smoooke geeeets iiiiin myyyy eeeeeeeyes

I can blame the fire if I want to.

Today was the Illinois-Missouri Author Fair, as organized by the marvelous Cheryl Eichar Jett. She coordinated with the Metro South Arts Council to get us a mall space on the Saturday after Thanksgiving to hawk our books.

First of all, I love the concept behind this mall. Crestwood Court in St. Louis is one of those mid-city malls unfortunately not located directly on an interstate, and Americans are too lazy to drive anywhere more than fifty feet from a highway, so it died. Most of its anchor stores are gone, along with nearly all the little stores that keep a mall alive (Aeropostale? Foot Locker? Things Remembered? People still go to these stores?).

The food court is on a lower level reminiscent of the bowels of Mordor, with only a solitary Subway surviving. We had a running gag about Subway; resist the Subway! Find other sustenance! But they took us for a few sandwiches anyway.

Some mad genius began converting the mall into indie art space. (Parade article about it.) Handmade jewelry, a dance studio, paint-your-own ceramics, a theater company, a miniatures craftsman... all independent artsy types. They call it ArtSpace, and I think it's brilliant. What better use for a dead mall than to bring it back to life with creative works? Heaven knows indie artists (and authors) could use any help to find venues for our work.

Unfortunately, it appears to be the best-kept secret in St. Louis. I never heard of it before today, and the foot traffic showed I'm not alone. All told we got perhaps a hundred people actually walking into our little storefront. Foot traffic in the mall itself varied throughout the day, but on the Saturday after Thanksgiving we should've been elbowing people out of the way.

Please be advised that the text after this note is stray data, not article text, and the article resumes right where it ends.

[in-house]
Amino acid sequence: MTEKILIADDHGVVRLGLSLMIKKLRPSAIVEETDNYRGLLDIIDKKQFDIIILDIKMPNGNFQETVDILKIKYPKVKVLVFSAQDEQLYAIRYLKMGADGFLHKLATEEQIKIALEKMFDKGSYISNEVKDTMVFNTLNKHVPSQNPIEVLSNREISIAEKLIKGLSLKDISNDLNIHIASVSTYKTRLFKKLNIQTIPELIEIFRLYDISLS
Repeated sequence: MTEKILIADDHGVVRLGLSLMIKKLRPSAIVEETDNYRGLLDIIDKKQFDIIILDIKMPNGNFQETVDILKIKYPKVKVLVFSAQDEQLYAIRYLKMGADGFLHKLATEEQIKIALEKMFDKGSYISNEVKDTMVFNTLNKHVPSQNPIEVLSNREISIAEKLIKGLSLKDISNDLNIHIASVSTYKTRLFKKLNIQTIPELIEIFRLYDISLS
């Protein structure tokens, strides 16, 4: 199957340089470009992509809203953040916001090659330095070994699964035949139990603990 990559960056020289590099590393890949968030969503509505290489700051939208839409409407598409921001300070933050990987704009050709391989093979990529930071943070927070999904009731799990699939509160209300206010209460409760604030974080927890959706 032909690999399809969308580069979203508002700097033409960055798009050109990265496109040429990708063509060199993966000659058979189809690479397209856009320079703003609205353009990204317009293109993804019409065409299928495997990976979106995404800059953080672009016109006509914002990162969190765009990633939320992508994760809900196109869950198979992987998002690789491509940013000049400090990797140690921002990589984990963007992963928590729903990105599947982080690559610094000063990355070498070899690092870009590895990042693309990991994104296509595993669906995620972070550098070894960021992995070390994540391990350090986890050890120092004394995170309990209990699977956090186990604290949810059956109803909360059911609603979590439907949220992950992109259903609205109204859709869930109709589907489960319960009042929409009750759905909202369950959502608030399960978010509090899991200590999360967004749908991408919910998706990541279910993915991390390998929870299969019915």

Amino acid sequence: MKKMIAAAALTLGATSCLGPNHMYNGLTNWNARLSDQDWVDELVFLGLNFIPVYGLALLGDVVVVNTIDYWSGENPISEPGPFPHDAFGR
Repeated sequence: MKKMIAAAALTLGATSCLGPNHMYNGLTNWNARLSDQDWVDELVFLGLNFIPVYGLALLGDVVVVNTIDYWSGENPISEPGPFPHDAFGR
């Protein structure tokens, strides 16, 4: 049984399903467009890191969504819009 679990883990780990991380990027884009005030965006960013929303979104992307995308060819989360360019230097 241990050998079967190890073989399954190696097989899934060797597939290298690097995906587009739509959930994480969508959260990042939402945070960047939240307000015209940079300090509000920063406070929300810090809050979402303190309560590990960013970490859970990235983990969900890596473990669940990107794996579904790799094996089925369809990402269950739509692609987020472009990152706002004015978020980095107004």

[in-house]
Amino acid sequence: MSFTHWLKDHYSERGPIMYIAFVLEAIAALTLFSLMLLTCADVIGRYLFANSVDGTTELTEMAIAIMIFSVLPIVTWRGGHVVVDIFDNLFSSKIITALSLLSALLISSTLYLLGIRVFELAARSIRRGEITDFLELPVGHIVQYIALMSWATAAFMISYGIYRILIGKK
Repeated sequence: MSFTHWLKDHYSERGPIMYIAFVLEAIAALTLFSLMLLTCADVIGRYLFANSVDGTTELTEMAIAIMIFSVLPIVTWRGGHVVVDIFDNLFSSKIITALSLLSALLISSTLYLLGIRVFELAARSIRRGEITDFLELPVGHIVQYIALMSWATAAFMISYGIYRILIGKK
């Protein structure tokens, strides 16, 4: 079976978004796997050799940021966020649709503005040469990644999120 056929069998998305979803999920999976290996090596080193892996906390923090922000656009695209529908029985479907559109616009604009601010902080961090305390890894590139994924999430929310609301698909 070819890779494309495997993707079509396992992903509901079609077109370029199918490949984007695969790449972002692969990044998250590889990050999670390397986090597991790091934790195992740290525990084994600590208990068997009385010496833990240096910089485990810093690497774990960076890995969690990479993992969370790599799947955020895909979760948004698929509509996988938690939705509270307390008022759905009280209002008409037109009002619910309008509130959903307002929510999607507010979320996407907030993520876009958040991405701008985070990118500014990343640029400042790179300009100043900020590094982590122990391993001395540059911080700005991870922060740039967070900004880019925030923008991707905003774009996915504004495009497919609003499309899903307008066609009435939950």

Is that normal for Crestwood? Or was it the fire? (You knew I was gonna get back to that, right?)

The mall caught fire.

No, I'm not kidding.

We first noticed when the smell of smoke reached us. There were no sirens that we heard. The scent was faint but grew stronger. Then one of the passing customers told us, "The mall's on fire, they told us to evacuate."

Well, nobody told US. I stuck my head out in the parking lot and didn't see anything. I later found out it was on the far end of the mall, the opposite end from us - and it's a looooong mall.

I found the number for mall security on a sticker on the wall in the back of our empty storefront. They told me the fire was under control, but the smoke was pervasive and we might want to leave.

ME: Um.
OHARI: I'm going to duck in here while you go tell the authors they're about to die a miserable fiery death.

Here's an example of how crazy authors are: none of us left. But... but... leave our BOOKS?? We coughed, and the smell was strong, and when you went more than a short distance away from our little storefront it was impossible, and my lungs started burning and I felt a little dizzy, but we stayed.